Continuing my streak of older films, I can honestly say that I really enjoyed "The Dirty Dozen."
Major John Reisman (Lee Marvin) is recruited to take 12 convicted army criminals ranging from Joseph Wladislaw (Charles Bronson), Robert Jefferson (Jim Brown), and even Vernon Pinkley (Donald Sutherland). Major Reisman has his hands full and must teach them to work as a team. After readying his men as much as possible in a short amount of time, they run through a series of war games as they prepare to take on their mission to kill some high ranking Nazi officers. If they succeed and come out alive, they will be free and cleared of their crimes.
Lee Marvin does an outstanding job as Major Reisman...he really brings the character to life. With an incredible supporting cast, Marvin uses his leading skills to push the 12 military men to their limit. Charles Bronson pushes himself as an actor and takes Wladislaw to the next level. John Cassavetes, who is often mentioned as one of the NFL's greatest players ever, plays an outstanding role as Jim Brown, the only African American in the film.
Director Robert Aldrich really does an incredible job with "The Dirty Dozen." He was so determined to tell us that war is hell that he actually lost an Academy Award nod. There is a grenade scene in which Major Reisman instructs Brown to set off a bunch of grenades that will kill quite a few innocent women who are with a group of the German officers. Aldrich would have nothing to do with cutting it out and left it in to establish the feeling that Reisman's men came to complete their mission no matter what it takes. Ultimately for Aldrich, it meant losing the Academy Award nod.
"The Dirty Dozen" brings us into battle with these convicts and makes us remember that war is not just a game the military plays at. War is hell, and many lives are lost...not just soldiers, but innocent women and children too. "The Dirty Dozen" captures not only these moments, but also the idea of getting a second chance in life.
"The Dirty Dozen" has a very nice transfer. With the age of the film, "The Dirty Dozen" has a nice fresh look. There are at times some definite trouble spots with a presence of noise throughout, which was to be expected. Also, at times, it seems as if the focus might be off, but that could be because "The Dirty Dozen" is fairly soft throughout the movie. Even with its few troubles, "The Dirty Dozen" is has a very nice transfer...on to the good stuff.
Throughout the movie the blacks are very nice and deep without losing detail. The skin tones are very refreshing and are true to life. The detail is good, the colors feel nice but not overpowering. Even with the age of the film, "The Dirty Dozen" is treated very nicely with a really good transfer that is easy to the eyes, and looks great!
We get a nice 5.1 Dolby Digital track that actually sounds really nice. Although the dialogue is a little weak at times, "The Dirty Dozen" has some great sound. The surrounds fill the room nicely but unfortunately the explosions need some work. Also, with a great supporting soundtrack, "The Dirty Dozen" does a good job bringing us into the action.
The Dirty Dozen: The Next Mission: Here we get the made-for-TV sequel to "The Dirty Dozen." The rundown is the same...12 new prisoners with new stories, a new mission, mixed with the same ideas of the last one, but lacking heart. Only worth a look if you are a diehard fan of "The Dirty Dozen" and want to see Lee Marvin again.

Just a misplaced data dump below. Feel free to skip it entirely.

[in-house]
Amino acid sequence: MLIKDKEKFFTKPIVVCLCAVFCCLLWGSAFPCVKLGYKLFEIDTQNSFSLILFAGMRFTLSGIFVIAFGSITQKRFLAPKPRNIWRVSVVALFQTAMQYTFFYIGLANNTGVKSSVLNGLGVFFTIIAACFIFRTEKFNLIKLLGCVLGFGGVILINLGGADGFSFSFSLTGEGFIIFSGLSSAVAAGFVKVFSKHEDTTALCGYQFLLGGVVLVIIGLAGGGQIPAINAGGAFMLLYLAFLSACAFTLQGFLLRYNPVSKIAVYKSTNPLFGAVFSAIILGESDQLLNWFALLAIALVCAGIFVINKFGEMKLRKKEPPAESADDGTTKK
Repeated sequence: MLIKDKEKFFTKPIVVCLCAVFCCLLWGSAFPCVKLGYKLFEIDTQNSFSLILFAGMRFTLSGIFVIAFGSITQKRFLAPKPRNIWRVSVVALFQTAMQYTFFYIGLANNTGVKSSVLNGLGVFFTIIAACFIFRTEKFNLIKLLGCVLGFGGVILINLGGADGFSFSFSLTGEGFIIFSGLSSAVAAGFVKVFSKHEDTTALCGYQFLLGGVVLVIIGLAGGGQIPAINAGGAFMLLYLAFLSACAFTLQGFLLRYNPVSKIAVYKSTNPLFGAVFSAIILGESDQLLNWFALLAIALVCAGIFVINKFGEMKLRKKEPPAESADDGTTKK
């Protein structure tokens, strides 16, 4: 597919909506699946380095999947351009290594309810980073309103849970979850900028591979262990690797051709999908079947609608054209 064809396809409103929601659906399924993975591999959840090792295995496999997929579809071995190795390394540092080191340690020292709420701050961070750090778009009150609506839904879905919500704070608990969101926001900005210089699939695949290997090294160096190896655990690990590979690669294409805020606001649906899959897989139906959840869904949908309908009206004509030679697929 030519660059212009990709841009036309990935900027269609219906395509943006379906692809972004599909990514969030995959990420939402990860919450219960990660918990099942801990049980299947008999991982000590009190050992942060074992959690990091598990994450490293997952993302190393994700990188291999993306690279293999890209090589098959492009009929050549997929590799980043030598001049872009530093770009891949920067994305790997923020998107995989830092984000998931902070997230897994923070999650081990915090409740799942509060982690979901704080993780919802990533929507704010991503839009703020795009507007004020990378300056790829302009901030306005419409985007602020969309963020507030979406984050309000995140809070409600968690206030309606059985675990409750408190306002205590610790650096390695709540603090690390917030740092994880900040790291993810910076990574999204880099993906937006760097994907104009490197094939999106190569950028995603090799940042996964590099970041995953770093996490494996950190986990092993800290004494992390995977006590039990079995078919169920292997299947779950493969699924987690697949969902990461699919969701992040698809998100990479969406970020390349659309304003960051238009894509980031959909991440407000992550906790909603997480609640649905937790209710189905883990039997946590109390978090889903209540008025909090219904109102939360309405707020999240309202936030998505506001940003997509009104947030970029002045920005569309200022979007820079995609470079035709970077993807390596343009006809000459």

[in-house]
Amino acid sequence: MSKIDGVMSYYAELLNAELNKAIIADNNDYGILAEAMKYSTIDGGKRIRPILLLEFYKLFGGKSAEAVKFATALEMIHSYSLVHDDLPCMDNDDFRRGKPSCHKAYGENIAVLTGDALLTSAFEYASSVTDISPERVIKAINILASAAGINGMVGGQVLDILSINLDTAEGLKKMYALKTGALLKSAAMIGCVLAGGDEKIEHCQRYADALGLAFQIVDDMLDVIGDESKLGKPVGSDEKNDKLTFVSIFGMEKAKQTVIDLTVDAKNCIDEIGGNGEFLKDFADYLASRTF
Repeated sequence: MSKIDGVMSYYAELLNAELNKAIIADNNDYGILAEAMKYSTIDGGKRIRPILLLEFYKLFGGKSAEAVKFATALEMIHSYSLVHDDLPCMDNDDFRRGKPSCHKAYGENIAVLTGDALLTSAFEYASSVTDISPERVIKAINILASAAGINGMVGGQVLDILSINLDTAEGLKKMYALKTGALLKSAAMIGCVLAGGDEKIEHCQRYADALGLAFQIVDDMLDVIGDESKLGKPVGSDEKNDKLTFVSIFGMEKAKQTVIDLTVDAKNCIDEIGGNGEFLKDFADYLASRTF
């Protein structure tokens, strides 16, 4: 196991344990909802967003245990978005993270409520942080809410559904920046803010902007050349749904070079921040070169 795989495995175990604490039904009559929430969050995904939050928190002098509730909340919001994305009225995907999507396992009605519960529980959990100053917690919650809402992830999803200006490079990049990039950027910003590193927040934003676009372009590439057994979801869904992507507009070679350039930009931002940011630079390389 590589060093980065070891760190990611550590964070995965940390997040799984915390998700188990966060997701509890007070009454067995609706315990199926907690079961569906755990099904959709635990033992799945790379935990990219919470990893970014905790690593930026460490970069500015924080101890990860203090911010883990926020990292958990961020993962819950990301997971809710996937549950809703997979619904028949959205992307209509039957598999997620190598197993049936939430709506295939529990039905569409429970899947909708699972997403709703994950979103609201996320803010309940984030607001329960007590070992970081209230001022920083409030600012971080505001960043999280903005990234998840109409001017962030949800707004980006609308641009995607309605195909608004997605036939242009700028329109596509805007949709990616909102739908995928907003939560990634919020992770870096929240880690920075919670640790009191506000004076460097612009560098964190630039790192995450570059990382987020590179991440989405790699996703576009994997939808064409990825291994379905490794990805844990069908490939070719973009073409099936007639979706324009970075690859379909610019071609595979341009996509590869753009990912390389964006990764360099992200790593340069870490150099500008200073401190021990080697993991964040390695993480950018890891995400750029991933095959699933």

Commentary with: Jim Brown, Trini Lopez, Stuart Cooper & Colin Maitland, also producer Kenneth Hyman & Author E.M Nathanson, historian David J. Skal & veteran Captain Dale Dye: This is actually a very nice commentary track. Although it skips quite a bit, which can be expected when you have so many people trying to all put in their ideas. I really enjoyed the fact that everyone had something to say, and we really get to dive into each one of their worlds, and hear how they give props to Lee Marvin. Also, when Captain Dale Dye speaks, it seems that most of the time he is just telling us about everything that is wrong, and the military wouldn't do it that way. In the end, a very nice and informative commentary track.
Armed & Deadly: The Making of the Dirty Dozen: Here we get lots of cast and crew, and other familiars from the commentary track. We are informed about the history of war films and how this one differs and changes the tone of previous war films. We also learn everything from directing, the actors and their personalities, casting choices, shooting, and even the loss of the Academy Award nod.
Operation Dirty Dozen: This is a quick feature with vintage behind the scenes footage from "The Dirty Dozen." Because of its shortness there is no reason not to watch this one.
The Filthy Thirteen: Real Stores: "The Dirty Dozen" was loosely based on the real life story of Jake McNiece who was part of the 506th Airborne division. Here in this feature we get the interview of Jake McNiece as he describes his missions. Definitely worth a look, although long, it is well worth listening to McNiece as he describes what he went through in great detail.
Marine Corps: Combat Leadership Skills: This feature is hosted by Lee Marvin and is really a military "training" film that was used as a promotional piece for "The Dirty Dozen."
"The Dirty Dozen" is a great movie. Lee Marvin and his supporting cast do a wonderful job of pulling us in and believing in a bunch of convicts. With a good video transfer and a nice audio transfer, "The Dirty Dozen" has a slew of special features, which help round the disc out very nicely and make for an easy Recommend on this one.